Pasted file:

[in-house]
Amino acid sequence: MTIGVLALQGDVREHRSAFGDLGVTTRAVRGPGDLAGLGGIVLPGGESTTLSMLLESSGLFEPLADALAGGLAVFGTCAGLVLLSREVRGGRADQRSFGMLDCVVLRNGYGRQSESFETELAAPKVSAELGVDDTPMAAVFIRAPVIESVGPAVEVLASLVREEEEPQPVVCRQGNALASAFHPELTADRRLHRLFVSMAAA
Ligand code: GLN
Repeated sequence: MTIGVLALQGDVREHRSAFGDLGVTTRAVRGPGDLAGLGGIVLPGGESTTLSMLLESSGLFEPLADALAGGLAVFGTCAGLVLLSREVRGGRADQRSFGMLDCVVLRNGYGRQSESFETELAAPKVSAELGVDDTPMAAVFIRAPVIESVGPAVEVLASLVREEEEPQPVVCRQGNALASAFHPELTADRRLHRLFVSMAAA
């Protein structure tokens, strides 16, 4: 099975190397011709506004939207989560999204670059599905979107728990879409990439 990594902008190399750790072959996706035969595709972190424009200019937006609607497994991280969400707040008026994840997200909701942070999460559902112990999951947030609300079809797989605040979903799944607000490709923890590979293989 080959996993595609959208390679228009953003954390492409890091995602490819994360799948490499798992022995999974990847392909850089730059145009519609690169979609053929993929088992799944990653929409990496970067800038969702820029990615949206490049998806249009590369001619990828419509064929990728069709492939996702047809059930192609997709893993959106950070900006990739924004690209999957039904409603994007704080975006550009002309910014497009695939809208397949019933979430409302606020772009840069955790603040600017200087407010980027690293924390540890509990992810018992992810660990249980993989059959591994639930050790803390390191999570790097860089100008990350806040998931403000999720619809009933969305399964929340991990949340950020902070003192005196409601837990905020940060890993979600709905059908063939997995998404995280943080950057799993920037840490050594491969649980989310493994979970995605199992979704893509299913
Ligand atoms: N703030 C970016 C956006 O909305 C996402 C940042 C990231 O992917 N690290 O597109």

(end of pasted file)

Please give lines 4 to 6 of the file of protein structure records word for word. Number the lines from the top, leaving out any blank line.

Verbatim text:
Repeated sequence: MTIGVLALQGDVREHRSAFGDLGVTTRAVRGPGDLAGLGGIVLPGGESTTLSMLLESSGLFEPLADALAGGLAVFGTCAGLVLLSREVRGGRADQRSFGMLDCVVLRNGYGRQSESFETELAAPKVSAELGVDDTPMAAVFIRAPVIESVGPAVEVLASLVREEEEPQPVVCRQGNALASAFHPELTADRRLHRLFVSMAAA
């Protein structure tokens, strides 16, 4: 099975190397011709506004939207989560999204670059599905979107728990879409990439 990594902008190399750790072959996706035969595709972190424009200019937006609607497994991280969400707040008026994840997200909701942070999460559902112990999951947030609300079809797989605040979903799944607000490709923890590979293989 080959996993595609959208390679228009953003954390492409890091995602490819994360799948490499798992022995999974990847392909850089730059145009519609690169979609053929993929088992799944990653929409990496970067800038969702820029990615949206490049998806249009590369001619990828419509064929990728069709492939996702047809059930192609997709893993959106950070900006990739924004690209999957039904409603994007704080975006550009002309910014497009695939809208397949019933979430409302606020772009840069955790603040600017200087407010980027690293924390540890509990992810018992992810660990249980993989059959591994639930050790803390390191999570790097860089100008990350806040998931403000999720619809009933969305399964929340991990949340950020902070003192005196409601837990905020940060890993979600709905059908063939997995998404995280943080950057799993920037840490050594491969649980989310493994979970995605199992979704893509299913
Ligand atoms: N703030 C970016 C956006 O909305 C996402 C940042 C990231 O992917 N690290 O597109």